|Jan27-05, 01:02 PM||#1|
I have a question about the ozone layer in our upper atmosphere.
It is my understanding the the ozone is formed by hard radiation for the sun and space striking an O2 molecule and spitting it in two. The free oxygen atom then eventually finds another O2 molecule and attachs itself to forming ozone.
The ozone then floats around until it is struck again by radiation which splits it back to O2 absorbing the radiation.
My question is first does the original splitting of O2 also absorb the radiation?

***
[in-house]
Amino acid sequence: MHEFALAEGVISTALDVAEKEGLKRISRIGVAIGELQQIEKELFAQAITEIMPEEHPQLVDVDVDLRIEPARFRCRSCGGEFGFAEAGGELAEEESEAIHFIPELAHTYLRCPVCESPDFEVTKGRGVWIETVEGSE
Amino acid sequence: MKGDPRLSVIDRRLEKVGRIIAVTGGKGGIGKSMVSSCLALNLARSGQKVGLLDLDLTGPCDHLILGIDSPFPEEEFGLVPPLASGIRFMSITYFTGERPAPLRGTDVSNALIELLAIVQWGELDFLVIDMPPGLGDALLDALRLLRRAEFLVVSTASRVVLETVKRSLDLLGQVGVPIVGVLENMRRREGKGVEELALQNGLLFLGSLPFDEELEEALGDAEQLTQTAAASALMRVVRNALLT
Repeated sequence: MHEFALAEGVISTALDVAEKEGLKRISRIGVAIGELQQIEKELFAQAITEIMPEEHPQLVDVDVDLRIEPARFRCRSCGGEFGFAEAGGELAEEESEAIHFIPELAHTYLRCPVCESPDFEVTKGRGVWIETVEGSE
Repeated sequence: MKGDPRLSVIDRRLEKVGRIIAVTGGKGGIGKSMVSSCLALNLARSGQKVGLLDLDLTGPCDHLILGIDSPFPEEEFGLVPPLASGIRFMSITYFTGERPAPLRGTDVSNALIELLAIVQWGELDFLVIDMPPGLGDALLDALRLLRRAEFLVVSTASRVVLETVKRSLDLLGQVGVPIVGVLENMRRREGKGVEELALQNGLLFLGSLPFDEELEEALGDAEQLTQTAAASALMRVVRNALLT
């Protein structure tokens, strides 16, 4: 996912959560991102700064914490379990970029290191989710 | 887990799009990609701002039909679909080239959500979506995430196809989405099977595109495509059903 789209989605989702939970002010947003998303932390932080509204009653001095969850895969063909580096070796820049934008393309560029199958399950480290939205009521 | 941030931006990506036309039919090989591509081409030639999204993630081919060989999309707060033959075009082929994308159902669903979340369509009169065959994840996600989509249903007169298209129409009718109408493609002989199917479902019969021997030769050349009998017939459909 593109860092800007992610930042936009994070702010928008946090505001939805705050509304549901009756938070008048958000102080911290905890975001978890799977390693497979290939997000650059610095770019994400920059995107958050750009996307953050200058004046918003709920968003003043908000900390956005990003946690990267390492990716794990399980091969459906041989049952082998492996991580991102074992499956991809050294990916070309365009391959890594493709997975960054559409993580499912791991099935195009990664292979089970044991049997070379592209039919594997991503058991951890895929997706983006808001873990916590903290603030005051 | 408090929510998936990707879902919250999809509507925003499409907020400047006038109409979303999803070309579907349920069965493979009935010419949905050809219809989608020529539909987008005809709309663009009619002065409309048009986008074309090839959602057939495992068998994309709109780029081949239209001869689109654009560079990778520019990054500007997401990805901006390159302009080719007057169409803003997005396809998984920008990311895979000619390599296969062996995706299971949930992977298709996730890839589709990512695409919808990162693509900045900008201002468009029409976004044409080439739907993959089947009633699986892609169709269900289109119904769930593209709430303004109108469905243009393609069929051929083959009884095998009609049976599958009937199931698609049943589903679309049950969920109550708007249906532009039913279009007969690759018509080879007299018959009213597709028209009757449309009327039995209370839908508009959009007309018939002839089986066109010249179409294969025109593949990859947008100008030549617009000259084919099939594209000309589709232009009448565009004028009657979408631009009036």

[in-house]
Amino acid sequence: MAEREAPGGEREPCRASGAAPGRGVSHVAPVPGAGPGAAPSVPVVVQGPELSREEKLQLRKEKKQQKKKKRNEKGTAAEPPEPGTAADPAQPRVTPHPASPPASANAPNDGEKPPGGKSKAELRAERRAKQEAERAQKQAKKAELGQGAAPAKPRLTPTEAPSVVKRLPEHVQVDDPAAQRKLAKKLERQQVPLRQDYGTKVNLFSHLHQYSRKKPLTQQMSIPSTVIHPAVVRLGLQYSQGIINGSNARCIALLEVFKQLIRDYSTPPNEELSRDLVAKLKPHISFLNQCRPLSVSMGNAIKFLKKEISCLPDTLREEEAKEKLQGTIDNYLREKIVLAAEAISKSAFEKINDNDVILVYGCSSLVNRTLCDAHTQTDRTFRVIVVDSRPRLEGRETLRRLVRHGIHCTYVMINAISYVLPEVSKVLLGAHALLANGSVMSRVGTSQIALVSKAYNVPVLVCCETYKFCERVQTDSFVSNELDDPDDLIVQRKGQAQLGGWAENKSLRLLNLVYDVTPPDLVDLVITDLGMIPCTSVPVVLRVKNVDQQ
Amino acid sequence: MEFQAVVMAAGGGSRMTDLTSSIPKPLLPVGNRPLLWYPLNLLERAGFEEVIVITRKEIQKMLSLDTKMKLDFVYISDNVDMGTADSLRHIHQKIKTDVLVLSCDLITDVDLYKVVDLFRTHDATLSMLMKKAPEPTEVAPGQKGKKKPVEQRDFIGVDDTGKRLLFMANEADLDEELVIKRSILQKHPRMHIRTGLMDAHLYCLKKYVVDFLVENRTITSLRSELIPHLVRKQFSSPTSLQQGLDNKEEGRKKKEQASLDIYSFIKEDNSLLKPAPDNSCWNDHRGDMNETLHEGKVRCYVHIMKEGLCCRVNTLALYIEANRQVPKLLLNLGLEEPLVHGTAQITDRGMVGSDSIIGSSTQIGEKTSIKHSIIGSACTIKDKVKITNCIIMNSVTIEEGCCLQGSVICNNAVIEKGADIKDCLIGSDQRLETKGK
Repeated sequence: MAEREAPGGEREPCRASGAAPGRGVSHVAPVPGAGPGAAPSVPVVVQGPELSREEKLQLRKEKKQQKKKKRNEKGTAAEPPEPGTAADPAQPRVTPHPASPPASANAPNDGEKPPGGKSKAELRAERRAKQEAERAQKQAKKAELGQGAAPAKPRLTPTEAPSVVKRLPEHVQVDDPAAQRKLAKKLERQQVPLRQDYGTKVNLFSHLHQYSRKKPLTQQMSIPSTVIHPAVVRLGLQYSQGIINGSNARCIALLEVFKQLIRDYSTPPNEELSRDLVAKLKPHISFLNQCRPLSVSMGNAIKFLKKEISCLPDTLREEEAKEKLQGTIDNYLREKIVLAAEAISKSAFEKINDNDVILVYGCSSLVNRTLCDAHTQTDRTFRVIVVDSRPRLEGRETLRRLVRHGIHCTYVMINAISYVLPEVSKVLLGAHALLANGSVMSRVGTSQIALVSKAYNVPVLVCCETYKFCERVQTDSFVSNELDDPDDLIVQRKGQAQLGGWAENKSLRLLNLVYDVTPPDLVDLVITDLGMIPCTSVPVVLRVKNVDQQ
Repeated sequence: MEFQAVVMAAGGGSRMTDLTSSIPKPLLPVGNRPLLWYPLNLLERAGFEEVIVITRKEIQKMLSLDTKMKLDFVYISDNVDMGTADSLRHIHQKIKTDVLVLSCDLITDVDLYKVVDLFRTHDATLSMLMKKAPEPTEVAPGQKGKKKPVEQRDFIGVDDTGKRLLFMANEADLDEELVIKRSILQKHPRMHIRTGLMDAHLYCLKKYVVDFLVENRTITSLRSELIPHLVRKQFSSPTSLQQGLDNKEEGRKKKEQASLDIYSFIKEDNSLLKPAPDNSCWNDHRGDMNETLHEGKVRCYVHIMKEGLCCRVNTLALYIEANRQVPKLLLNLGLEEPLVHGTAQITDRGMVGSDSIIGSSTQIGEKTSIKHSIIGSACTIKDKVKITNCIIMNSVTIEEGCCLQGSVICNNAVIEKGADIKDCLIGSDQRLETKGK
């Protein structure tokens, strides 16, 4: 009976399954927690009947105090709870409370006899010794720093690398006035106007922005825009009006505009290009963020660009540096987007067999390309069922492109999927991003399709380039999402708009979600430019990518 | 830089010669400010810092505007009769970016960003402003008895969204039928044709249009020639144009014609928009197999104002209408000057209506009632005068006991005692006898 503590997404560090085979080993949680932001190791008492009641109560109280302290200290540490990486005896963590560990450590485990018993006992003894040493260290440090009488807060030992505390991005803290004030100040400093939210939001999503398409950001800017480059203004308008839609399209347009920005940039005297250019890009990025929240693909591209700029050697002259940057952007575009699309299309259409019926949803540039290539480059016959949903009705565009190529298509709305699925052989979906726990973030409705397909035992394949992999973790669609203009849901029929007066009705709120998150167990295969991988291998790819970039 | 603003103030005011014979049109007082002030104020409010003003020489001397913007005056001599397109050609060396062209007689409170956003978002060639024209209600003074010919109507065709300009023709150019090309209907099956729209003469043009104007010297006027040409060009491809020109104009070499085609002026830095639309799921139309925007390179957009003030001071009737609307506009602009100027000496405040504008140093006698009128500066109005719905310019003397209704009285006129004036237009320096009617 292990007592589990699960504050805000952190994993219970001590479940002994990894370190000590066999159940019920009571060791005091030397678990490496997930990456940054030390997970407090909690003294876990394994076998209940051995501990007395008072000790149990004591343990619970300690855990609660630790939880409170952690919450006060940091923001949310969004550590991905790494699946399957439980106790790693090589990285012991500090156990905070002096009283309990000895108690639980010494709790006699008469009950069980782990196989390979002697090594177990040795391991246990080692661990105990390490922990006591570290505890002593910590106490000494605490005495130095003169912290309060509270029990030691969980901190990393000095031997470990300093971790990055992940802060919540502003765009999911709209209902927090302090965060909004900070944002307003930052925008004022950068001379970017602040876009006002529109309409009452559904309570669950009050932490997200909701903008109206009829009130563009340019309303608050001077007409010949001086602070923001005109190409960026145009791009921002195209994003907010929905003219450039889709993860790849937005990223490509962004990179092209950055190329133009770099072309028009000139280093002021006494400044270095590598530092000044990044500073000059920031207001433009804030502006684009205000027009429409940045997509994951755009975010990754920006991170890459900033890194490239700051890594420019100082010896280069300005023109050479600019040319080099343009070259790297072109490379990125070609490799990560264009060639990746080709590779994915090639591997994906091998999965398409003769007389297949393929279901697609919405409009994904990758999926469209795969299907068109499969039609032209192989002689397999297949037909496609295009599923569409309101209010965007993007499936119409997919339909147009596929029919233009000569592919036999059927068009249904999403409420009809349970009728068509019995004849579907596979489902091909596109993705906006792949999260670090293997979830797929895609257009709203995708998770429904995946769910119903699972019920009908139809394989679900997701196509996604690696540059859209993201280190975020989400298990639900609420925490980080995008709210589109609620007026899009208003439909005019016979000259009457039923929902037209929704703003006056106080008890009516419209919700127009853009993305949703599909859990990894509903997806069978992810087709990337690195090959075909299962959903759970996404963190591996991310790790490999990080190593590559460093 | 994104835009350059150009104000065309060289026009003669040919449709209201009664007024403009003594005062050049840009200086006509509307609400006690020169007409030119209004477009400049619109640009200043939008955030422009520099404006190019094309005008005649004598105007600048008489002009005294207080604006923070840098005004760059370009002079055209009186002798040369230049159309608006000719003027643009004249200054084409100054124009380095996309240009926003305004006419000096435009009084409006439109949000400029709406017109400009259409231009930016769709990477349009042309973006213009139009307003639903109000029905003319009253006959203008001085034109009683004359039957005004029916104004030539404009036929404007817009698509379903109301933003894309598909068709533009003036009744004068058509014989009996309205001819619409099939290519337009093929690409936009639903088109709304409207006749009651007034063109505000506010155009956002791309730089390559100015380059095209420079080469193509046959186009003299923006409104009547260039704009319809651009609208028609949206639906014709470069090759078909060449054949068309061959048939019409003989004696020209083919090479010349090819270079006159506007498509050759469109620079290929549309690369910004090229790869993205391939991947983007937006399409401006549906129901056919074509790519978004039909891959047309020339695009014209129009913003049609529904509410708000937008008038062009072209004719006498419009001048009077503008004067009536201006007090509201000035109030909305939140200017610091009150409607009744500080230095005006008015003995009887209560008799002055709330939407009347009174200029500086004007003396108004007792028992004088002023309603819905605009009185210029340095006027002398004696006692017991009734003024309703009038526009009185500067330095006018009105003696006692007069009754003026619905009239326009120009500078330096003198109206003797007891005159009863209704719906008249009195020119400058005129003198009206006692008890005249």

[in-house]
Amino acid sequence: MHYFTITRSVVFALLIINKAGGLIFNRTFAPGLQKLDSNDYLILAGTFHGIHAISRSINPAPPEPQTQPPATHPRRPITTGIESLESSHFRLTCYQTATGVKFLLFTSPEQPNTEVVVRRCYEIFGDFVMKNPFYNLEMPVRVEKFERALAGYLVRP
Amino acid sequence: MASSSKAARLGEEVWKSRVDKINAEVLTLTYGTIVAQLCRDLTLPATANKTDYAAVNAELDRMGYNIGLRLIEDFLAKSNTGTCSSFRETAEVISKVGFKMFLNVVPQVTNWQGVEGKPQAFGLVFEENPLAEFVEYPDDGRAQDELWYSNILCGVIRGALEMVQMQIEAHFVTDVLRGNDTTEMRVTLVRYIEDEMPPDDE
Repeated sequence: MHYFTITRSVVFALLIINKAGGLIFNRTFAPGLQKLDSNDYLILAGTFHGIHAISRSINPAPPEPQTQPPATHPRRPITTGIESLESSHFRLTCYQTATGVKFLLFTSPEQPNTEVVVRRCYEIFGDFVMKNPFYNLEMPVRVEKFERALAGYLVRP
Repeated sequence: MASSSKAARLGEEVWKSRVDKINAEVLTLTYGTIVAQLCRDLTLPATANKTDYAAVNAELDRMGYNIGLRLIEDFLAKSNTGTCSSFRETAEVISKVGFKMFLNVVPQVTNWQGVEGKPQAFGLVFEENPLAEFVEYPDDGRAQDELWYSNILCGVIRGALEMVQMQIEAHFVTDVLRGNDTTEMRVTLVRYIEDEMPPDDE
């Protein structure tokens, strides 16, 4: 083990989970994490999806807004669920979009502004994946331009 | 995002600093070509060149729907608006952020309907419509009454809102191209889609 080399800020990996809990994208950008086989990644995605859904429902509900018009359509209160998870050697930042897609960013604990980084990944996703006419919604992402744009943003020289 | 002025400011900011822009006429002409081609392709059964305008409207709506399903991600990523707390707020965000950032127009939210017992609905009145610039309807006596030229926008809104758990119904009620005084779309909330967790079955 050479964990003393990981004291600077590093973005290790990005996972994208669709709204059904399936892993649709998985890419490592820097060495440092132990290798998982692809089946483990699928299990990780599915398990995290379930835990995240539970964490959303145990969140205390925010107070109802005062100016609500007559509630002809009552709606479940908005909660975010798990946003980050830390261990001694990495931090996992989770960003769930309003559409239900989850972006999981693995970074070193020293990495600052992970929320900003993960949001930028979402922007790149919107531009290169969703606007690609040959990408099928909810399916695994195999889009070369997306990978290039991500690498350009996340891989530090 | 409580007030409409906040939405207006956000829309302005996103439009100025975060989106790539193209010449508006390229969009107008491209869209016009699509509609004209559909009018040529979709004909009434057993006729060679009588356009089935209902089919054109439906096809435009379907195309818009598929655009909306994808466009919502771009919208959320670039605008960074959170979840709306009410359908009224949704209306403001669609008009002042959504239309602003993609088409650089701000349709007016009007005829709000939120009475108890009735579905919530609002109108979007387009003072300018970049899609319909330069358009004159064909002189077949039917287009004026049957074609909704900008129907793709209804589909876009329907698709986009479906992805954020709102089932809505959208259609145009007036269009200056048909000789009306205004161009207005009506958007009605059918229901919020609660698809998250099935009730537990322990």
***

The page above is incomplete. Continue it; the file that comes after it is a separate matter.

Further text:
My next question is that if the ozone layer is depleted by CFC's or whatever wouldn't the radiation simply penetrate our atmosphere a little bit deeper where the atmosphere is denser and strike the more abundant O2 molecules eventually making more ozone to absorb even more radiation, albeit at a deeper level in our atmosphere, rather than the radiation reaching the surface where it can harm us and the rest of life on earth?
If my thinking is wrong please tell me where and why it is wrong.
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